On February 20, 1943, the German 10th Panzer tank division is in the Kasserine Pass, Tunisia looking to wipe out the American forces situated one mile north. American forces have been in North Africa for three months but this would be their first real test in combat. 2,000 US troops, supported by four Sherman tanks, thirty six tank destroys and eighteen artillery pieces comprise the American forces with 8,000 German soldiers, one hundred panzers and sixty five artillery pieces. William Harper, who was a member of the American 601st Tank Destroyer Battalion, recalls they were outgunned in every respect and Lawrence Marcus, a Lieutenant, recalls shells exploding all around them. Field Marshall Erwin Rommel, known as 'The Desert Fox', was in command of the German forces and his skill and tactics are legendary. Rommel's key offensive weapon is the Mark IV Panzer tank, which weighs twenty five tons, has three inch thick armor and a 75mm gun. As the tanks close in, the Americans are on the brink of collapse and need a top battlefield commander like Patton.
However, Patton is back in French Morocco planning the upcoming invasion of Sicily and Major General Lloyd Fredendall was in charge of the American forces. Fredendall lacks battlefield experience and is sixty miles away from the front. German panzers punch through the front and the American soldiers retreat quickly more than fifty miles in a massive defeat that led to doubts whether the Americans could stand up to the German war machine. Within a few days, British and American reinforcements slow the German advance and shortly thereafter, Rommels pulls his forces back to shore up his eastern flank. One of the prisoners taken by the Germans during the battle is Patton's son-in-law and after hearing the news, Patton writes a letter to his wife telling her things are going very badly for the troops.
On March 4, theater commander Dwight Eisenhower fires Fredenhall and summons Patton to use his aggressive tactics to turn the tide. Patton starts working on improving the small things that matter to the troops as well improving the morale and discipline of the troops, which included wearing ties, leggings and proper attire. Within ten days, Patton has whipped Second Corps into shape and has them attacking Rommel's troops in a viselike attack with the British 8th Army, led by Bernard Montgomery, attacking from the southeast. Near Tunis, a second British force is bringing pressure to bear on German troops manning an Axis bridgehead.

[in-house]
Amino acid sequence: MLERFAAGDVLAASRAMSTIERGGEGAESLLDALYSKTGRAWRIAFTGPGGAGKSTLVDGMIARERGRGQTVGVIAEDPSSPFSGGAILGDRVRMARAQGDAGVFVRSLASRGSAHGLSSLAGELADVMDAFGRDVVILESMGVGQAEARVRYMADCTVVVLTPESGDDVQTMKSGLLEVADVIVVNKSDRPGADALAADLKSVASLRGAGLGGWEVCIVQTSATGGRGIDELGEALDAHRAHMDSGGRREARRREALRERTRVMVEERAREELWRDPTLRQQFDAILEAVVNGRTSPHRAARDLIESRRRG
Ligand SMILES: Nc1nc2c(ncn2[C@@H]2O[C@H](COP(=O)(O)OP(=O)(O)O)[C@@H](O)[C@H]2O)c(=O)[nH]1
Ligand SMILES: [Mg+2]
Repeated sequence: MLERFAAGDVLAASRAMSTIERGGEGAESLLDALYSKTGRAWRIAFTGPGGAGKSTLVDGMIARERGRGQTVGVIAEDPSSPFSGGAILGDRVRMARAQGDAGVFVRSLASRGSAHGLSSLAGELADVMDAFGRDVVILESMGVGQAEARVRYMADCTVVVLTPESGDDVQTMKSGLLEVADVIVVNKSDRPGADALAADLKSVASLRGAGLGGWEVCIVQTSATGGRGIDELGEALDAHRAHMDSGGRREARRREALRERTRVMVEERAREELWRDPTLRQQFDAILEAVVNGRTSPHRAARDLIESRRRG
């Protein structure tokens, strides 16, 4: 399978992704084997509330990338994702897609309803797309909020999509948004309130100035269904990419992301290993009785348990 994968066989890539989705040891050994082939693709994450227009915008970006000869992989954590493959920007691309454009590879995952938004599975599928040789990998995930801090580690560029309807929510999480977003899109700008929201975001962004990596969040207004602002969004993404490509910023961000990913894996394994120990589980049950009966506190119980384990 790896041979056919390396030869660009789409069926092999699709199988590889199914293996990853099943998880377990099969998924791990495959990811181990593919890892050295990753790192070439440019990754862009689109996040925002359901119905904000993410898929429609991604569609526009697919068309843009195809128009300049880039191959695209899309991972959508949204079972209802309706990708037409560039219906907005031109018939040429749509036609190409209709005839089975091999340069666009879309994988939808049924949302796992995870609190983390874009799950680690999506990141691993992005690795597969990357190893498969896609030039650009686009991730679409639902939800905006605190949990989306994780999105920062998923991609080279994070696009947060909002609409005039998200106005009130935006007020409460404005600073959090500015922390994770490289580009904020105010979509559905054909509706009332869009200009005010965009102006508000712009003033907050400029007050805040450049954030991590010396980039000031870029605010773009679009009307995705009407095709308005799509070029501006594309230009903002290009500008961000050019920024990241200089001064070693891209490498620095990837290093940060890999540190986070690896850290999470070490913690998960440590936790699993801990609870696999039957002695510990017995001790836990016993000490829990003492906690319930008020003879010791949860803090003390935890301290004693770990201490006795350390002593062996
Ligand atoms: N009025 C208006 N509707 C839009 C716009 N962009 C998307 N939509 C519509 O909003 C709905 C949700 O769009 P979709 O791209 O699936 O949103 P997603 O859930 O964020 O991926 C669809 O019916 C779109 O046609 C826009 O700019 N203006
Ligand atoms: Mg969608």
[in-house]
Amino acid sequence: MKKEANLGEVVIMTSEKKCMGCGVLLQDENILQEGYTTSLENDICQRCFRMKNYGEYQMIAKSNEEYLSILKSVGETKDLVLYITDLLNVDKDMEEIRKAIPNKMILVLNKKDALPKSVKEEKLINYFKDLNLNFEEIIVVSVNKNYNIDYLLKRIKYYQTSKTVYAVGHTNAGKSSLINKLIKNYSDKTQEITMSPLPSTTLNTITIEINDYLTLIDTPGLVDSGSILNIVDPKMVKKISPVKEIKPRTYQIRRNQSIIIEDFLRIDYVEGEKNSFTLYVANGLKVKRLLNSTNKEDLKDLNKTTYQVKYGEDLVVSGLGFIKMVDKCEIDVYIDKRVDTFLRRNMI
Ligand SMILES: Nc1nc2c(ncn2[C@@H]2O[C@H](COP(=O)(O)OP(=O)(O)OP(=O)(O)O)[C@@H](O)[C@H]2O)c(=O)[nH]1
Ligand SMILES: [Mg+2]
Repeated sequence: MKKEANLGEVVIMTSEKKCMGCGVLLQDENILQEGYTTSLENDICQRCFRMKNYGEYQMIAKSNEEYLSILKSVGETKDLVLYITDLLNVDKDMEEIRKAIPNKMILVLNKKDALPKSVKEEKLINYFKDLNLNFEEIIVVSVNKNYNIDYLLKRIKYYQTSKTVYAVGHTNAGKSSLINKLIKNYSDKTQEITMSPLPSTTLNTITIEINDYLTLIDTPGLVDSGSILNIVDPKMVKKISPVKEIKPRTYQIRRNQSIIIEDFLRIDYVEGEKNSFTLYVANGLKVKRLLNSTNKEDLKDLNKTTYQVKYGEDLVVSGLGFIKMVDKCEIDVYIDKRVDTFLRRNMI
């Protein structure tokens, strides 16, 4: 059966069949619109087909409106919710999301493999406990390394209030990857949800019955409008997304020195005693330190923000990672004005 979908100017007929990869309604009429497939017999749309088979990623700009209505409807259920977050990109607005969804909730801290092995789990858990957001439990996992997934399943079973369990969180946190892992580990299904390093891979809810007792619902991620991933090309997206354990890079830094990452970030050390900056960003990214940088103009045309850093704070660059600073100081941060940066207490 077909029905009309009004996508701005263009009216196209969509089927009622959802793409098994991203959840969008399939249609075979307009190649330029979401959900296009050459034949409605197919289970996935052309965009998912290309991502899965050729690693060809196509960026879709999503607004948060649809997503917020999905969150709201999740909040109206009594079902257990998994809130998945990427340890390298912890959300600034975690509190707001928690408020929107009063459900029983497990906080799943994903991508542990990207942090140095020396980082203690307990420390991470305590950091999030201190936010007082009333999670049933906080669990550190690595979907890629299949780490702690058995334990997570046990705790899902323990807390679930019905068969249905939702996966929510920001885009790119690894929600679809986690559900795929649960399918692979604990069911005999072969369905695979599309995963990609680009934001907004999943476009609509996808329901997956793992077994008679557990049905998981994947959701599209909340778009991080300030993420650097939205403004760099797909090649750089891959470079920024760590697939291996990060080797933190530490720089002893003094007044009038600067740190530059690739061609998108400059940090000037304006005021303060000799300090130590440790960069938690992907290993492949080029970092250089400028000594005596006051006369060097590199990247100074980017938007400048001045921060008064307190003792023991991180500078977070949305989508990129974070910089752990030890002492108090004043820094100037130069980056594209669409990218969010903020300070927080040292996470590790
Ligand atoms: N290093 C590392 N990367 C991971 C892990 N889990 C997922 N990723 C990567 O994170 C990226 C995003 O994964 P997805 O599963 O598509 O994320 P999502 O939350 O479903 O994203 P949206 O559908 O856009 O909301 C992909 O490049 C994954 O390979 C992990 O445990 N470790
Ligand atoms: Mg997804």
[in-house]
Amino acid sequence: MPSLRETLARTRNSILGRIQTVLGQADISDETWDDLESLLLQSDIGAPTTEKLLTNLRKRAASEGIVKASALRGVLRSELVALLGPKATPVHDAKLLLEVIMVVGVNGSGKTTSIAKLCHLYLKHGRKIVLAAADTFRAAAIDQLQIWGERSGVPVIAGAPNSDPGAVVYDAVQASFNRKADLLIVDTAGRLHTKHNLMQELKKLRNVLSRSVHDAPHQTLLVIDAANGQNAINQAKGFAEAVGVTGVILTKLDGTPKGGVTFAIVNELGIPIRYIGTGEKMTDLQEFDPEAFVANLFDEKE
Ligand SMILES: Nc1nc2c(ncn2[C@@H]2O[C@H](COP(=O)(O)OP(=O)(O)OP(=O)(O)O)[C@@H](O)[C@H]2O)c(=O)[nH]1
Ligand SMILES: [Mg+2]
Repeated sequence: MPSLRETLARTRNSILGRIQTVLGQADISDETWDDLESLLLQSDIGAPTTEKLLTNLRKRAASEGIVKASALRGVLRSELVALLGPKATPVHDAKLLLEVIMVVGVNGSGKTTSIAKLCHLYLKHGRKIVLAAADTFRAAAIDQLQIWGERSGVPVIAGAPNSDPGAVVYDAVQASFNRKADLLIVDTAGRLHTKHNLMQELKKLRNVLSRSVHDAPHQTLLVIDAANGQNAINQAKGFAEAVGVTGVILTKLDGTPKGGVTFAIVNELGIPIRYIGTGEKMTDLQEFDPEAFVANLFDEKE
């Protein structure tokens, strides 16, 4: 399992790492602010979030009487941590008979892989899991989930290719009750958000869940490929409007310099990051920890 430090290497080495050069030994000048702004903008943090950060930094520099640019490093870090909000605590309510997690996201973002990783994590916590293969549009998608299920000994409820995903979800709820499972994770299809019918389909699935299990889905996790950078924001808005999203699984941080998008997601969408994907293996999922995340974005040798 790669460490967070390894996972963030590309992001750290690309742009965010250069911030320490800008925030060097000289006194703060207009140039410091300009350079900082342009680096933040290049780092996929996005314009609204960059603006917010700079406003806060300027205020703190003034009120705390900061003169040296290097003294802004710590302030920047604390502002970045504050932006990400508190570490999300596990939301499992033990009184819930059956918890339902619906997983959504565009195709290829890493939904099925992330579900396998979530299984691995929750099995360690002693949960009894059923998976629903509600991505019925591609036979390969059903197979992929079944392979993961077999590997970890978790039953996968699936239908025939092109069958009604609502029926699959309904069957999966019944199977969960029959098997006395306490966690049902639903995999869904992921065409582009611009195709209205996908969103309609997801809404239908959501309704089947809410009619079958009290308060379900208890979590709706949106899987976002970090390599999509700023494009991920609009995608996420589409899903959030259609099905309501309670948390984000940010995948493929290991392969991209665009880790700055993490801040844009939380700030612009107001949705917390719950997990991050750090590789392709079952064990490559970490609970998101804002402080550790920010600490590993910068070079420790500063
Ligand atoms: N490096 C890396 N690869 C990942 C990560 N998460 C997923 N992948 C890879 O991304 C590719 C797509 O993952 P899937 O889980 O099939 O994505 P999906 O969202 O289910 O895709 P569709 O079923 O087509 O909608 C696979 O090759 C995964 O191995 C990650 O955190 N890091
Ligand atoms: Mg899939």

Patton's 1st Armored Division looks to push through Maknassey while the 1st Infantry Division looks to drive El Guettar. El Guettar is the site of the first action on March 23, 1943 but it is the Germans making the first move with tanks and armored vehicles moving out of the pass and into the valley. William Parker recalls seeing the Germans moving from a position on a hill as the Germans try to spoil the Americans advance. However, Rommel is not in command of the German forces as he has left Africa due to illness.
The new German commander Hans Jurgens Arden has had combat experience before in World World I as well as the Russian front in the current conflict. The Italian commander is Giovanni Messa though the Italian fight spirit does not match their German counterparts.
Patton's men are caught off guard with Lawrence Marcus recalling that he got word that German dive bombers were heading his way to attack the artillery and opening fire on a bomber when the bombs start landing. Patton heads towards the point of the German advance quickly. William Harper recalls Marcus firing at the bombers just as a Stuka plane drops a bomb. Marcus jumped out of the half-track but is hit by shrapnel from the bomb though he survives.
The Panzers grind forward but the terrain poses dangers for them as American infantry and tank destroyers can fire on them from three sides. General Terry Allen and his assistant Ted Roosevelt Junior oversee the American forces until Patton's arrival and the latter has admiration from the troops.
The M3 tank destroyer is the American's main mechanized unit for this battle and weighs ten tons and a 75mm main gun. Today, knocking out dozens of tanks would take very little time given the advances in munitions. In World War II, though, this wasn't the case and the 601st had to fire away at the advancing German tanks with unguided weapons.